The tradition of New Year’s resolutions dates back more than 4,000 years to the ancient Babylonians. Even then people were failing to turn intention into action. Very few of the good intentions professed as a New Year’s Resolution will ever come to fruition. The goals are noble, but the choices are wrong. For 2011, consider forgetting your typical resolutions and make this the year of better choices.
Someone out there is waiting to take your customers, your best employees, and ultimately, your business. Your competitors are not just the usual suspects you know. They can come from anywhere – from a dorm room to a foreign country.
Consciously changing – even tweaking – a culture is hard work.. There is no twelve-step program. There are choices you can make that, over time, will help you repair a damaged culture or sustain and grow a positive one.
We choose every day. Consciously or not, we make it nonetheless. Are we a leader or a liar? Here is the challenge – we know our intentions, but simply look at our behavior and performance filtered through their lens of perception. Did we do what we said we would do? We may see ourselves as a leader, but to others we are simply lying to them or ourselves.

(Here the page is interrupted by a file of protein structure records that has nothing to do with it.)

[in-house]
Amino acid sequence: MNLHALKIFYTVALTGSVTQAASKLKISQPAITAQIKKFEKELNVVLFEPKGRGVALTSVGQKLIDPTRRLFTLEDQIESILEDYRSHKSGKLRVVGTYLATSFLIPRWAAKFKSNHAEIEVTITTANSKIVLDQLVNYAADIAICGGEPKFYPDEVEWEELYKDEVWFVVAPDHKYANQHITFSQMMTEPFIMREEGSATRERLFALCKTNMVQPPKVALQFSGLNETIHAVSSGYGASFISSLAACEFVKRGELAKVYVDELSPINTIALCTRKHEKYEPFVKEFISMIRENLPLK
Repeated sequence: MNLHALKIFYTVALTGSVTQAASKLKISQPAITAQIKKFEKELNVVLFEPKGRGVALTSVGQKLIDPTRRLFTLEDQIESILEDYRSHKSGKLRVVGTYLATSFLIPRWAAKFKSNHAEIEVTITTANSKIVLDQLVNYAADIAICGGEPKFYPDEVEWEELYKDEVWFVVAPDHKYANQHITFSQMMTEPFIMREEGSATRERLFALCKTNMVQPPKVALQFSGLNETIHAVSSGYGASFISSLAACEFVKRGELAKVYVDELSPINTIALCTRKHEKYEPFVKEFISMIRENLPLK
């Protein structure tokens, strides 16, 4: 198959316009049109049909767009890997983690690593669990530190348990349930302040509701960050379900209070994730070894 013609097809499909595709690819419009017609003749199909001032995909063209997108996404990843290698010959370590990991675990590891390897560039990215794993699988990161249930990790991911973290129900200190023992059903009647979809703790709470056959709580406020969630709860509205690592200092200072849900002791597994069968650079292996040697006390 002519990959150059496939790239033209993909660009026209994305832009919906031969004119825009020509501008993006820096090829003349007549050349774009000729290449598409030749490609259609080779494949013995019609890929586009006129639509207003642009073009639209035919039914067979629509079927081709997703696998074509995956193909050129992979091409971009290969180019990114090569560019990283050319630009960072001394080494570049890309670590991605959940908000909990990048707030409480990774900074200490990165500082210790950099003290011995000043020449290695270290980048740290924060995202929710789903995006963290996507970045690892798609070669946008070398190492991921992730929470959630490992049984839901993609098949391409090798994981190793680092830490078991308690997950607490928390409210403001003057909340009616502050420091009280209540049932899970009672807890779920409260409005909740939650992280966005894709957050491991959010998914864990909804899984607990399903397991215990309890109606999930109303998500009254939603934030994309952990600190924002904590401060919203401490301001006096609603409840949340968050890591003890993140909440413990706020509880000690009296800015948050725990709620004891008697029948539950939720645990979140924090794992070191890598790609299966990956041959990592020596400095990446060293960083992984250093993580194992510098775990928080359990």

Mistakes happen. The lawyers are paid to tell you the answer that will protect your legal interests, just like your CPA is paid to tell you the answer that will protect your tax interests. You, on the other hand, are responsible for making the best leadership decision.
I posted a link to a survey on my Facebook and Twitter pages on the day following the election. In the days that followed, a small group of people responded to five questions about what motivated their vote and what they believe it means.
Your best employees are contemplating quitting. Some of them already have. Increased turnover always occurs after a recession. Pent up demand for new talent combines with pent up desire for something better, and the people with the best skills – your star employees – start listening to the offers for more money and opportunity. Are you vulnerable? Chances are the answer is yes if you are guilty of any of the following:
Why you? Why now? What makes you relevant? Why should I pay attention to you rather than hit the “Next” button? The answers most of us give are wrong.
A compelling organizational culture is the intangible that provides a sustainable competitive advantage. A destructive one breeds mistrust, apathy, and eventual decline in performance. Here are seven indicators that your culture is deteriorating or even worse — in a total meltdown.
No one every buys anything that is important to them or about which they have a choice until they trust you. Not a product. Not a service. Not an idea.